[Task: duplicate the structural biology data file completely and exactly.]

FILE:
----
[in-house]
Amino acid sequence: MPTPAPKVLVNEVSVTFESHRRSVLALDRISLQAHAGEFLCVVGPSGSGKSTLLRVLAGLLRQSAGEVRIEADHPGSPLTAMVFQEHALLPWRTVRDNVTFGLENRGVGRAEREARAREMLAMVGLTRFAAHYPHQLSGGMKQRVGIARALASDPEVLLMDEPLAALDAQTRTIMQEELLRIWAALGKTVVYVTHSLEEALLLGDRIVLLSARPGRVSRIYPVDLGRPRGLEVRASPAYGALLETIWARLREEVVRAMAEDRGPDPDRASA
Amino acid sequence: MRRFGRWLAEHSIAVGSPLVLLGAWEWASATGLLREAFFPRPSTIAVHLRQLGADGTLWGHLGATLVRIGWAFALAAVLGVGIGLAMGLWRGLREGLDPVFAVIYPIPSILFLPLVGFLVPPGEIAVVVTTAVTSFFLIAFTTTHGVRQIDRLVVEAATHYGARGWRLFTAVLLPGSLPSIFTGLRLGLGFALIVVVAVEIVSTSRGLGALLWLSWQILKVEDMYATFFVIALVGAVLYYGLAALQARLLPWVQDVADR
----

[in-house]
Amino acid sequence: MPTPAPKVLVNEVSVTFESHRRSVLALDRISLQAHAGEFLCVVGPSGSGKSTLLRVLAGLLRQSAGEVRIEADHPGSPLTAMVFQEHALLPWRTVRDNVTFGLENRGVGRAEREARAREMLAMVGLTRFAAHYPHQLSGGMKQRVGIARALASDPEVLLMDEPLAALDAQTRTIMQEELLRIWAALGKTVVYVTHSLEEALLLGDRIVLLSARPGRVSRIYPVDLGRPRGLEVRASPAYGALLETIWARLREEVVRAMAEDRGPDPDRASA
Amino acid sequence: MRRFGRWLAEHSIAVGSPLVLLGAWEWASATGLLREAFFPRPSTIAVHLRQLGADGTLWGHLGATLVRIGWAFALAAVLGVGIGLAMGLWRGLREGLDPVFAVIYPIPSILFLPLVGFLVPPGEIAVVVTTAVTSFFLIAFTTTHGVRQIDRLVVEAATHYGARGWRLFTAVLLPGSLPSIFTGLRLGLGFALIVVVAVEIVSTSRGLGALLWLSWQILKVEDMYATFFVIALVGAVLYYGLAALQARLLPWVQDVADR